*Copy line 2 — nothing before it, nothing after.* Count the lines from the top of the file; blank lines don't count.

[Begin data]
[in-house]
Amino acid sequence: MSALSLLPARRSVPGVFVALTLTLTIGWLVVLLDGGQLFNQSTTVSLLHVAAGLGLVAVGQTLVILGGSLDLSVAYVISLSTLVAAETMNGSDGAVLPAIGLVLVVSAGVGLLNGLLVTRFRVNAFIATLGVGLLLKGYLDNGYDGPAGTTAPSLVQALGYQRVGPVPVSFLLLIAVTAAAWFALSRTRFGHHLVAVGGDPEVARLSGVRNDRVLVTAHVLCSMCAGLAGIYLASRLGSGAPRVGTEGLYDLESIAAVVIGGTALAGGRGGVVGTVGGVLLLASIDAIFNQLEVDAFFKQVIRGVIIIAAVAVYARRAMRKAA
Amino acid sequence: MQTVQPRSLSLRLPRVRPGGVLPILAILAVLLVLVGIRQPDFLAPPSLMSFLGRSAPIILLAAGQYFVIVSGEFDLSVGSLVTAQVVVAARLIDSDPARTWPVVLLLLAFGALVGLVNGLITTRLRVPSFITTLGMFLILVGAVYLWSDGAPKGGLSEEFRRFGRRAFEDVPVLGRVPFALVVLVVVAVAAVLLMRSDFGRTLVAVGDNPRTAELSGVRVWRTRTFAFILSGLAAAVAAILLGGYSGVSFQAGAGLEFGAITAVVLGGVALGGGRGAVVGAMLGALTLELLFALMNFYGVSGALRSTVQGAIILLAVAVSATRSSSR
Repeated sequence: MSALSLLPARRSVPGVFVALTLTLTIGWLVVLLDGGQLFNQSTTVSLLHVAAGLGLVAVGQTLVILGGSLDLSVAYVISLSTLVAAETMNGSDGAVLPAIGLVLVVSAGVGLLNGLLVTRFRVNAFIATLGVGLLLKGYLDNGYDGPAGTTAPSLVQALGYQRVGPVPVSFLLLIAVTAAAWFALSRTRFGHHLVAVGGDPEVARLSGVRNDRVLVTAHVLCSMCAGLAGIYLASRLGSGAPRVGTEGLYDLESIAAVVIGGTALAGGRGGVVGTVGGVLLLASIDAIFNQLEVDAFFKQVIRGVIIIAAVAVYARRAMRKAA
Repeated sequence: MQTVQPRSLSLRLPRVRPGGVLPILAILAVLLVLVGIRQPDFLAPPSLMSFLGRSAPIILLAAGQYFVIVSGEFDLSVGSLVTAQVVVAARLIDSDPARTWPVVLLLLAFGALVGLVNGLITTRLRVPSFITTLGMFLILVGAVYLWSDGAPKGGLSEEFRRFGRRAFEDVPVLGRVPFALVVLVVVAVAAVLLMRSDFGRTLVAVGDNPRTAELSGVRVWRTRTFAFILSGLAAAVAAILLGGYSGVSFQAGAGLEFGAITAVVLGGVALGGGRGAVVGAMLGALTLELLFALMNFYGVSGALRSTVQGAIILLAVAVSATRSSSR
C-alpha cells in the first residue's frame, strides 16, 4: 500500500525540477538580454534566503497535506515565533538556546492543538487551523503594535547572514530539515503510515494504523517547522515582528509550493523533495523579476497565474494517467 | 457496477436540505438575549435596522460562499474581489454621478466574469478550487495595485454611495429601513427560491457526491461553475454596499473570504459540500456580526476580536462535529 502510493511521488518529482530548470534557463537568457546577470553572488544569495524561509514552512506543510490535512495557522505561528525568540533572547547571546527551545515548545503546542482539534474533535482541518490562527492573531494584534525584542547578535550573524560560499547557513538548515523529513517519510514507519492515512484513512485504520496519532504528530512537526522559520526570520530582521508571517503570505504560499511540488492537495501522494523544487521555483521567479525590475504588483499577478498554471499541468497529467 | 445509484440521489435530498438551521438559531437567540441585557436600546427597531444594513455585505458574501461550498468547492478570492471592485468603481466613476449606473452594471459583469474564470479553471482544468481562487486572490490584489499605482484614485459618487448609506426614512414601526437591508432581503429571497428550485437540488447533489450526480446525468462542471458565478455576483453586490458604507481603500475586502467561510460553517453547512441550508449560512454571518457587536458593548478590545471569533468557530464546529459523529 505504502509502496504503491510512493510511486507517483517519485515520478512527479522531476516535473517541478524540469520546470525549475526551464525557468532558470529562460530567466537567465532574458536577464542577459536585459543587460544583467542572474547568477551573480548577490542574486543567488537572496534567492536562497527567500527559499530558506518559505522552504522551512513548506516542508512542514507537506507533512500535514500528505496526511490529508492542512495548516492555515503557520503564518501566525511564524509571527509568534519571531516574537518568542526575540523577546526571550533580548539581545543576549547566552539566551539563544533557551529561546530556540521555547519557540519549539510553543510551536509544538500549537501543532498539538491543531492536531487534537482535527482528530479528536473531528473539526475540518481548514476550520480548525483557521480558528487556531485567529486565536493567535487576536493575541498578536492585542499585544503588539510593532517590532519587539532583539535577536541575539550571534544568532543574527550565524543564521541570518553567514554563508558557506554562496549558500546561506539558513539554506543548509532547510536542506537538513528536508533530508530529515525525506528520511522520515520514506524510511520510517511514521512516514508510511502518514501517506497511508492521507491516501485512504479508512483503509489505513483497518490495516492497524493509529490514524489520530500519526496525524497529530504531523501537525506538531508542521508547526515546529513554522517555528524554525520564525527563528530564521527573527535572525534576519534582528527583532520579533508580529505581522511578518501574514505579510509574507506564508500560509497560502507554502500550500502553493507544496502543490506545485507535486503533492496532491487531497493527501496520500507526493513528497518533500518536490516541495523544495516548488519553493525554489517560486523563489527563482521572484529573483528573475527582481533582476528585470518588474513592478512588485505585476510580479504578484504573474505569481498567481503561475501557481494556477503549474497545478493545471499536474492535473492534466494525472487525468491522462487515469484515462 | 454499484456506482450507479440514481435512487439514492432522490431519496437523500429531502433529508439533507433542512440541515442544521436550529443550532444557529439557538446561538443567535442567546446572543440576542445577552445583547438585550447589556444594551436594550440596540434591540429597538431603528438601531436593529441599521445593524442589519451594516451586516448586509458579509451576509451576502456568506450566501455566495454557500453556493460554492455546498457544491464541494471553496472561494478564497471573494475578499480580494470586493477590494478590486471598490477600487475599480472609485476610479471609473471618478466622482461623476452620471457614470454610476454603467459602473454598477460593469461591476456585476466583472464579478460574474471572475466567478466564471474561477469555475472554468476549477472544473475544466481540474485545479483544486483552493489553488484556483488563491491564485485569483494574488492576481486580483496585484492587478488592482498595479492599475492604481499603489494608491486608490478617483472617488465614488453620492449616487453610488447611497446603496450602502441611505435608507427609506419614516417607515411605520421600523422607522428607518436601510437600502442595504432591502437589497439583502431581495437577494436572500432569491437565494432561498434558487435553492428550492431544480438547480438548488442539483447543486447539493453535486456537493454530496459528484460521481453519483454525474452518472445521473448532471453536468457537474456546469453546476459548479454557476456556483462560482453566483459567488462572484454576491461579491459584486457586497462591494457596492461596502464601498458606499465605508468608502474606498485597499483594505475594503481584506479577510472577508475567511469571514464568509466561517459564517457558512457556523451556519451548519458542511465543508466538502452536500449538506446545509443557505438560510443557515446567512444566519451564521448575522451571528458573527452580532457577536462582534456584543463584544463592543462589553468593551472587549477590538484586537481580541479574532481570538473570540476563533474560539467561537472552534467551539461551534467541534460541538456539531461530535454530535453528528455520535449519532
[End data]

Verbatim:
Amino acid sequence: MSALSLLPARRSVPGVFVALTLTLTIGWLVVLLDGGQLFNQSTTVSLLHVAAGLGLVAVGQTLVILGGSLDLSVAYVISLSTLVAAETMNGSDGAVLPAIGLVLVVSAGVGLLNGLLVTRFRVNAFIATLGVGLLLKGYLDNGYDGPAGTTAPSLVQALGYQRVGPVPVSFLLLIAVTAAAWFALSRTRFGHHLVAVGGDPEVARLSGVRNDRVLVTAHVLCSMCAGLAGIYLASRLGSGAPRVGTEGLYDLESIAAVVIGGTALAGGRGGVVGTVGGVLLLASIDAIFNQLEVDAFFKQVIRGVIIIAAVAVYARRAMRKAA